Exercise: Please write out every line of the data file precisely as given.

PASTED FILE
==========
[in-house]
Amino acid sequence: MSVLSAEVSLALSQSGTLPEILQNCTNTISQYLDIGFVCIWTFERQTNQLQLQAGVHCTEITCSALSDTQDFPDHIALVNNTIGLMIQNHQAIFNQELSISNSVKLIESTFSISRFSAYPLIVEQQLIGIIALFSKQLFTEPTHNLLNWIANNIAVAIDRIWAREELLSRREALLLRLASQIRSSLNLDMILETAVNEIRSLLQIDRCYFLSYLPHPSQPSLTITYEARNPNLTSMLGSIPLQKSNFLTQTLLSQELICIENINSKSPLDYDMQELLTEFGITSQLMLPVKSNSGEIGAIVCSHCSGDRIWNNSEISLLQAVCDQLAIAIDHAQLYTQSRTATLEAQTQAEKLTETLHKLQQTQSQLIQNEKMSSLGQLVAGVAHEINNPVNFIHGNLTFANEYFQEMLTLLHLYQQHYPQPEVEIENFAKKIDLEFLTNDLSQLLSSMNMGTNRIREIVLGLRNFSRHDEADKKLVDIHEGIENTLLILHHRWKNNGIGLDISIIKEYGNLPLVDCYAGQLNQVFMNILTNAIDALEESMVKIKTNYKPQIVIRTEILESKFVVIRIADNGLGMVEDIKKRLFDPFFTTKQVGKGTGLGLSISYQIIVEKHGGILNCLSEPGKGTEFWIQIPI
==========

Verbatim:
[in-house]
Amino acid sequence: MSVLSAEVSLALSQSGTLPEILQNCTNTISQYLDIGFVCIWTFERQTNQLQLQAGVHCTEITCSALSDTQDFPDHIALVNNTIGLMIQNHQAIFNQELSISNSVKLIESTFSISRFSAYPLIVEQQLIGIIALFSKQLFTEPTHNLLNWIANNIAVAIDRIWAREELLSRREALLLRLASQIRSSLNLDMILETAVNEIRSLLQIDRCYFLSYLPHPSQPSLTITYEARNPNLTSMLGSIPLQKSNFLTQTLLSQELICIENINSKSPLDYDMQELLTEFGITSQLMLPVKSNSGEIGAIVCSHCSGDRIWNNSEISLLQAVCDQLAIAIDHAQLYTQSRTATLEAQTQAEKLTETLHKLQQTQSQLIQNEKMSSLGQLVAGVAHEINNPVNFIHGNLTFANEYFQEMLTLLHLYQQHYPQPEVEIENFAKKIDLEFLTNDLSQLLSSMNMGTNRIREIVLGLRNFSRHDEADKKLVDIHEGIENTLLILHHRWKNNGIGLDISIIKEYGNLPLVDCYAGQLNQVFMNILTNAIDALEESMVKIKTNYKPQIVIRTEILESKFVVIRIADNGLGMVEDIKKRLFDPFFTTKQVGKGTGLGLSISYQIIVEKHGGILNCLSEPGKGTEFWIQIPI